So the question is: what should be done about these new synthetic marijuana products?  When it comes to the legal issues associated with substances of abuse, there are a number of points of view and a number of factors to be considered.  On the one, hand it is true that criminalizing marijuana and other drugs has not led to dramatic reductions in their use.  It is certainly true that the criminal element does get involved with the whole drug business and this has its own set of serious problems.  It is also true that people who want to use drugs are very resourceful and will usually find ways around most of the barriers that society puts up to stop them. On the other hand, these are new chemicals and we have no realistic idea just how they work, what are their adverse effects, or what are their toxic doses. They may easily cause permanent brain damage or have other serious long-term consequences.

     So, from a legal standpoint, there are only a couple of options. We could allow them to be legal and have them be controlled by some kind of state agency.  But this is simply not realistic at this point.  We don’t know enough about the chemicals themselves, and if one of these products was later found to have serious adverse effects, it would be disastrous.  We could look the other way and allow these products to be used in the way that they are currently being used.  But this option suffers from the same problems as legalization.  We just don’t know enough.  We are also in danger of sending a powerful unhealthy message – not just that we can’t control drug use, but that we have given up trying and that we don’t care.

     The only real option at this point in time, in my opinion, is to make these products illegal.  We need to accept that our attempts to make them illegal will be met with counter measures from the drug manufacturers and the users themselves.  It is an ongoing cat and mouse game that will never end, but that doesn’t mean we shouldn’t try.  As a society, we need to stand for the fact that there are products out there that are not good for us.  We should definitely study these products.  The more we learn about them, the more we will understand about drugs of abuse and the whole process of addiction.  We may even find that some of these products are quite safe and some may have therapeutic benefits that far outweigh their risks.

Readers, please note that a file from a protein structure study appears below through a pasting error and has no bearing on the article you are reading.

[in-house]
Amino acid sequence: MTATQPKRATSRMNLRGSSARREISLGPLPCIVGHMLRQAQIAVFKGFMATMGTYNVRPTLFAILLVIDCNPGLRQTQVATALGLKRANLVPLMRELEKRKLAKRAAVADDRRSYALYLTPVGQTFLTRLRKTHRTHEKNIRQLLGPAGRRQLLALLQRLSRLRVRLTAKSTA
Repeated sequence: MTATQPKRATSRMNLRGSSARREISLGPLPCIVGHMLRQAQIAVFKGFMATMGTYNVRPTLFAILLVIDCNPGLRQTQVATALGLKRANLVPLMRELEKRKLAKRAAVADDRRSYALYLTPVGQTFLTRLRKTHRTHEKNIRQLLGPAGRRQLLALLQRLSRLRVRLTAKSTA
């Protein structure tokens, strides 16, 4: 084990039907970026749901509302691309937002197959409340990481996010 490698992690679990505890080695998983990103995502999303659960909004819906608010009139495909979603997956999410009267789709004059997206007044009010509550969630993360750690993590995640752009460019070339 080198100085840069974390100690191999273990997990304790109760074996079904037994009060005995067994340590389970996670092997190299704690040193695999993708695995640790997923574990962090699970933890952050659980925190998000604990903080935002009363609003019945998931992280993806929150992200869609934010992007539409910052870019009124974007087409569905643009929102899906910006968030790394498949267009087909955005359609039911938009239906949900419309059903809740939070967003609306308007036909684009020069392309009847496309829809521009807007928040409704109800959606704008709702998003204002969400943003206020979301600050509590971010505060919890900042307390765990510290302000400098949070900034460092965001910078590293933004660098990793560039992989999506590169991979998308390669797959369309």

Peter R. Coleman, M.D. 


  1. I don't see the difference in this and other pharmaceuticals. There are MANY drugs available that we don't know what they will do to the body long term. There are many with dangerous side effects that we DO know about that are legal and prescribed frequently. I don't think making drugs illegal solves this problem. On the contrary. I think that if we legalize it, we can tax it and create income for our bankrupt government. We can also hold manufacturers responsible for quality control (which you state is one of the problems) and liability for what they are creating. You can't legislate morality. People who want to do drugs will do them anyway. Making them illegal just makes us feel superior.

  2. Good informative article. As a Marriage counselor, family therapist and addictions counselor I'm seeing young people who use these substances and think they are not dangerous. They may not be, or like Phen-fen they could be very dangerous. Thanks for the informative article.

  3. ... You gotta be kidding me. People have nothing better to do than make things illegal. Watch me go to jail for a year for possession, but a fuckin rapist only get 6 months. Makes me so angry, I just want to move to another country.